Typical architecture for this southernmost region of France embraces traditional elements of stone washed walls with tall French doors, large gathering places on the main level and sleeping quarters on the second level. Arches instead of doors open the space between different rooms.

The yard with the garden caters to relaxation and function with  a cafe-style  gazebo lit by sun energy lamps, a large dining table and an iron wrought bed. White Mandeville plants and Hydrangea decorated the gazebo.

The large pool with a colorful cabin is near the house on a cleared terrain in the  white pine beach forest with rosemary shrubs.

Our international “ladies squad” found their bedrooms each equipped with a bathroom and a view into the morning sun bathed beach forest. Tiles are a must in the hot dry climate of Provence.

I shared room no.7 dipped in hues of purple and decorated with butterflies with granddaughter Ella. After a recent conflict, I find solace in the peaceful Provençal atmosphere of farm markets, wine caves, cafes, cobblestone streets, olive groves and deserted châteaux lit by magnificent sunsets.

Interior of a French Provencal bastid.
Inside the bastid. A large living and dining room with French doors into the garden.

The first night we picked ripe grapes in the front yard. Vendange or wine harvest has already started in this part of France. There was also a lime tree and plentiful rosemary shrubs that grew both at the base of the beach forest and in it. To my surprise, on my “balades” through the forest, I also found shrubs of holly.

One morning In the middle of my walk, I stopped dead when I heard a rattling sound.

“A rattlesnake,” I thought and hurried back to the bastide.

Two days later by the pool, Claude pointed out the rattling sound.

“C’est une tone de Cigale de olive,” she said. “That’s the sound of the cigales.”

I laughed at my paranoia originating in my early childhood years while living in Texas.

Mornings, before the heat of the day breaks, are fresh. You wake up to the roosters’ crowing and to the sound of the Cigale in the olive groves and in the rosemary bushes.

Provence landscape.
Beach white pines near the Provençal bastide.

Instead of a Provençal breakfast of hard-boiled eggs with figs, we ate Lyon festive brioche with pralines, compliments of Mrs. Claude Chavent, Emma’s mother-in-law.

Each lady from the squad contributed her own tastes and flavors to the full gourmet experience. The traveling squad consisted of Captain Dr. Emma Palova of Fixin, Chef Selene Alvarez of Veracruz, Mexico, former anesthesiologist Mrs. Claude Chavent of Lyon, FR and journalist, writer Emma Palova of USA. Both Emmas were born in former Czechoslovakia.

On a late Saturday morning, daughter Emma and I headed out to the Merindol market.

Instead of a marche extravaganza,  we only found an olive and cheese merchant  along with a straw hat and a bag vendor.

“It’s the summer break,” said the olive vendor.

Marche in Provence
Olive merchant in Merindol, Provence.

“It’s all about the love for life here in France, not about money,” Emma educated me. “It’s called l’art de vivre.”

 

For our apero that night, Emma bought an olive spread “olivenade”, a dried tomato spread, cheese, spicy olives with pimento and olives in brine with Provençal herbs at the market in Merindol.

Wine tasting in Provence near Merindol.
Wine tasting stands at the markets in Provence.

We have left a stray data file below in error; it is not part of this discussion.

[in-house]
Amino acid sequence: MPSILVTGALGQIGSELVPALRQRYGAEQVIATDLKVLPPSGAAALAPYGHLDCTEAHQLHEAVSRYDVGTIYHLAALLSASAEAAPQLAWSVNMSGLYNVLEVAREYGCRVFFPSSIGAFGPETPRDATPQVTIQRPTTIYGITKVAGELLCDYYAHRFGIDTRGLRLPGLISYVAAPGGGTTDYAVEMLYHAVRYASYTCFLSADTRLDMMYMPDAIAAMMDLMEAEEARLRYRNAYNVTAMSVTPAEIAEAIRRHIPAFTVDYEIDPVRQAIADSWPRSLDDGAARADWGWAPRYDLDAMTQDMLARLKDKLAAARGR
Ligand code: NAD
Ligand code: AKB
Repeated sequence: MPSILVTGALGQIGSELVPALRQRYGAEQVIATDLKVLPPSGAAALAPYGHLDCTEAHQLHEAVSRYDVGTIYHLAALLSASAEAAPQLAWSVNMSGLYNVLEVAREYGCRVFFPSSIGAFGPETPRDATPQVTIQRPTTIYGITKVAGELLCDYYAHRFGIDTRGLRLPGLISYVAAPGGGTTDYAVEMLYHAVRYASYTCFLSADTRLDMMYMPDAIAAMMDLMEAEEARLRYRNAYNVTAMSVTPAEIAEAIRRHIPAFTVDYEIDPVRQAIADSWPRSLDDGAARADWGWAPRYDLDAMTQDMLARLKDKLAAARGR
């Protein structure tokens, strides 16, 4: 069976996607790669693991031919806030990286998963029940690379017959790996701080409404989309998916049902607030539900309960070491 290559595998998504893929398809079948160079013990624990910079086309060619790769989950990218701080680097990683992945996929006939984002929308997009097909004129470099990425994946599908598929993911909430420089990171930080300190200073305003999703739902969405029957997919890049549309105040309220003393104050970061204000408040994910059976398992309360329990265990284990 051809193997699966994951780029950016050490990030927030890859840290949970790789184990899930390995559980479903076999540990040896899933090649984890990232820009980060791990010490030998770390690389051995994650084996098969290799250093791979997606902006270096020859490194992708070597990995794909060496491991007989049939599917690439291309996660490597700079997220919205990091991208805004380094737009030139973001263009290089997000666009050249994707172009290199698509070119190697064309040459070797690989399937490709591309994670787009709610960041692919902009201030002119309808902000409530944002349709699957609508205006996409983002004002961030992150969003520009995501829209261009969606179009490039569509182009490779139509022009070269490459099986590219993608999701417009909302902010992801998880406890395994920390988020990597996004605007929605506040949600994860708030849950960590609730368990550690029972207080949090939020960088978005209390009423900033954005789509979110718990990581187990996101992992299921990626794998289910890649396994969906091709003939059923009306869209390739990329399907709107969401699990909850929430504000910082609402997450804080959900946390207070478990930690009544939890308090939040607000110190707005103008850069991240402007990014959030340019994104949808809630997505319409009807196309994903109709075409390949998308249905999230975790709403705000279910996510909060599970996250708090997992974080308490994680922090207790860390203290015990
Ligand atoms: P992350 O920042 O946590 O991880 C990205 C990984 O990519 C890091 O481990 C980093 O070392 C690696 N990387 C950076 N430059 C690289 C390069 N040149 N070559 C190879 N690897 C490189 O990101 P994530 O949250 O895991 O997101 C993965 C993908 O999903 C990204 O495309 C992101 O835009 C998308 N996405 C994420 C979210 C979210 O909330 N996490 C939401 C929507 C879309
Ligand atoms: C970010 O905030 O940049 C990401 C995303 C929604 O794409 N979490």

Walking a narrow street up the hill, we stopped at a local hangout spot for coffee and tea on the sidewalk. I love watching people in these quaint villages not occupied by tourists. The locals were already drinking wine and beer.

A woman wearing an apron dress with a large grocery bag hurried past the abandoned tobacco shop. A chic woman overdressed in a black T-shirt with long sleeves pedaled uphill, while a youngster on a bike with fresh bread in his backpack closely followed her.

I wasn’t alone watching the action. A Provençal old-time villager was sitting in his chair right in front of his house on the street. Of course the woman haltered her hurry to exchange gossip with the old-timer. There’s always time for gossip in these villages.

Provence cafes and brasseries.
Cafe in Merindol, Provence.

We also came across a reformed church, an anomaly in  the mainly catholic France.

We stopped at a farm market on our way back to the bastide to get fresh strawberries and mangoes for the planned Daiquiri drinks by the pool.

We tasted wine from a local wine caterer stationed right by the market stand.

Even though pink wine known as rose is the wine of choice in the Provence region, I bought a bottle of white wine for the apero. Nothing like Burgundy whites, but it tasted better than the rose.

 

To be continued…………………The most beautiful villages of France

 

Copyright © 2016 Emma Blogs, LLC. All rights reserved.

Into Burgundy

“Climats” in Burgundy present a cultural landscape, a 2015 UNESCO world heritage site

Note: After my third visit to the wine region of Burgundy in France, I consider it to be my annual summer writer’s retreat amidst vineyards, exceptional gastronomy and the “Climats.”

By Emma Palova

Fixin, FR- On an early Sunday morning, I woke up to the ringing of the church bells and a local gentleman shouting at his dog, a lot louder than the dog’s barking.

From my studio, I heard the cars rolling down the narrow Rue Magnien that leads into the tiny wine village of Fixin. The walls around the estates magnify the sounds and funnel them into endless echoes.

Wine villages of Burgundy.
Major street through Fixin

But, just before the light broke, I could hear the chirping of the birds in the mulberry tree. The mulberry tree is the only tree that grows between the bricks in the small courtyard in front of the house.

The stone house rises three stories with “lucarnes” or windows in the roof. Sources tell me that the house was a brasserie, before getting divided. After the division, the house lost the right wing, but none of its Burgundian charm or massiveness.